Tuesday, July 24, 2018

Review: Will "The First Purge" be known as a setback?

The First Purge Review

I have felt for awhile now that "The Purge" movies have had potential for a fun B-movie franchise that I am not sure ever came to be. Sure, they've been monetarily successful, but with each new film, there has always been something missing. The first film was just an excuse for evil people to invade a house without the audience wondering where the cops were. It was one of that year's worst films. The three movies after that have begun to realize the fun to be had with the premise, but there is still so much about them that left me cold. The best of the bunch so far is "Election Year" the only film to ever hit the target so to speak. I thought these films would gradually get better.

"The First Purge" seems like a huge step backward though. For the first time in the franchise, this new film is directed by Gerard McMurray. The brainchild behind this franchise is James DeMonaco, who has stayed on as a producer and writer, but was not in the directors chair. I figured some new blood as director may help this franchise, instead it had the opposite affect. I didn't find "The First Purge" to be very good. It's a horridly-acted, horridly-paced, politically confused film. It is a movie that suffers severely from prequel syndrome. We know the outcome, especially if we've been up to speed on this franchise, so all tension goes right out the window. 

This being "The First Purge," it outlines how The New Founding Fathers came to power and how they began annual Purges. Or at least, that's what the title would suggest to you. What I always wondered is how a vile party came to power in the first place, and the film brushes their origin aside like a fart in the wind. We know that third parties fail to get elected each election because their main causes get absorbed by the two bigger parties. I would have appreciated an explanation, no matter how obtuse, on how this all began. But the movie isn't interested in much explanation. The New Founding Fathers came to be because the story needed them to, and that's always lazy.

We learn that Purges began life as an experiment in Staten Island. There was test run of the 12 consecutive hours of crime-free living. We learn that despite Americans being given the opportunity to commit crimes, how regulated and controlled the Purges were, even from conception. We follow drug dealers who see how corrupt the whole thing is and how an opposition forms from the early days. Basically, we have an hour and half of a big bag of obvious. There is nothing in here that I found very surprising. Nothing that I didn't expect to learn from the first place.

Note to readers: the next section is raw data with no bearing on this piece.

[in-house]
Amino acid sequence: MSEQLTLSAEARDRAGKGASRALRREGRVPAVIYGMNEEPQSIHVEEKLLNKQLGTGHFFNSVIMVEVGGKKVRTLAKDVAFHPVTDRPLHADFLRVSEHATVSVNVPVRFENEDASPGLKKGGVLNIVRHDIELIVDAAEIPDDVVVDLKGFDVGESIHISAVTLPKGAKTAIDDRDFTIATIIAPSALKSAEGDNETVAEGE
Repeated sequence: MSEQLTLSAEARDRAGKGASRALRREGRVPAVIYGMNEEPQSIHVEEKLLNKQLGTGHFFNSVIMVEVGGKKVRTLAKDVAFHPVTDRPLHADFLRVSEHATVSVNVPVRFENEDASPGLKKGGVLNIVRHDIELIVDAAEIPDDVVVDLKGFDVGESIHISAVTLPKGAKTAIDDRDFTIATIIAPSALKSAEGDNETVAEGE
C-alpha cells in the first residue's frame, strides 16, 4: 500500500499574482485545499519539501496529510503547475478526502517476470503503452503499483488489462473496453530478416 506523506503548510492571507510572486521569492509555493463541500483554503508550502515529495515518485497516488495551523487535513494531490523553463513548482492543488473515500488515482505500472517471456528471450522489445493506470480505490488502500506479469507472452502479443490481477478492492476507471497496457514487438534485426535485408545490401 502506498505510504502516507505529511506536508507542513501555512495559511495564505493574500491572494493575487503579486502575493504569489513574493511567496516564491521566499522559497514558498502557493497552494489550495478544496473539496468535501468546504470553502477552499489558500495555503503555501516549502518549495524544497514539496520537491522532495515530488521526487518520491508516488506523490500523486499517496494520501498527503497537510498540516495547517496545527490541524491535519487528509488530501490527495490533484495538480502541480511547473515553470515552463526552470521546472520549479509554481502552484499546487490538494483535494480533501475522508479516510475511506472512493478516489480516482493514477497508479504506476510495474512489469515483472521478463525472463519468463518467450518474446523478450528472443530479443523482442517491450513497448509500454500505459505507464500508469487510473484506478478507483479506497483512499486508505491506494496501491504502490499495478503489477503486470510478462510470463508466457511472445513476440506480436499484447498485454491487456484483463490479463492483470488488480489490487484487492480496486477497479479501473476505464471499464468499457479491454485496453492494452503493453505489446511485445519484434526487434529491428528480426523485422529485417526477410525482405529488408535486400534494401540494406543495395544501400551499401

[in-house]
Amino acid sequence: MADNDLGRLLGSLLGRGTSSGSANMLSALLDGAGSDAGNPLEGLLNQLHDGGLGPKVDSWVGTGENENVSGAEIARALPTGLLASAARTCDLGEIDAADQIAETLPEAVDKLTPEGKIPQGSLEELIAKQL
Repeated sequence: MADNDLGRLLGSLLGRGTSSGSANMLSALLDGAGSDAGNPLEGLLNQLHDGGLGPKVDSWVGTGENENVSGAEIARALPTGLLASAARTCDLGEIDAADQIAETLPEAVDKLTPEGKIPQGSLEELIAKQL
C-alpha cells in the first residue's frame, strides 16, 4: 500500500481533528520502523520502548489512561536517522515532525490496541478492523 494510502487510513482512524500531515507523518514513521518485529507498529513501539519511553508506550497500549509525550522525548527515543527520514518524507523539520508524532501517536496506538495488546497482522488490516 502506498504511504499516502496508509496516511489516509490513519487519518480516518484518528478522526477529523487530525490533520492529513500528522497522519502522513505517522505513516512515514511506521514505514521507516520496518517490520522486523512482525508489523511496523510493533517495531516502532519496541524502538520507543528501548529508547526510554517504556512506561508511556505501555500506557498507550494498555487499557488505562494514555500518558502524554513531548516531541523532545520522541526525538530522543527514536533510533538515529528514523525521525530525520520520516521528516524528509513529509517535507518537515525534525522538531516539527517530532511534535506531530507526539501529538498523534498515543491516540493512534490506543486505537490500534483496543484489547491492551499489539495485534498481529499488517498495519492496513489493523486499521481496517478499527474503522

I'd list actors, but the cast assembled is so embarrassingly bad that words fail me. Marisa Tomei shows up as the creator of the Purge, but she's in so little of it that it becomes frustrating. Steve Harris was one of the faces that showed up in lots of 1990's and 2000's movies, and I got excited when I saw him. But again, he's in so little of the film that it feels more like a cheat than anything else. There is such a small quality to the movie that it feels like a TV special and the cast assembled here actually feels like they are acting in a TV special. There isn't much here that actually feels like its from a movie. Except maybe a straight-to-DVD movie.

The movie also tries its hardest to be provocative. But there is no heft or weight to the images here. There are purgers dressed as Klansmen. There is a scene where purgers dressed as cops gang up on a black man. These images are certainly haunting, but in a movie where a night is being designed to make crime legal for a short time, what do these images mean? They are reaching for the big metaphor here, but I am not quite sure what this imagery is suppose to represent. This series has always been about the rich against the poor, and how the rich finds ways to make poor people's lives miserable. I guess in a state of absolute control, people would be a lot more racist? I don't see how the recent trouble with police killing black people connects to the rich versus poor debate. And the movie doesn't do much to make that connection.

If you've been a fan of this franchise, this might be the turning point for you. "The First Purge" is the first time in forever that I was totally agast by what I saw on the screen. It is just another prequel in a line of silly prequels that shouldn't have got made.


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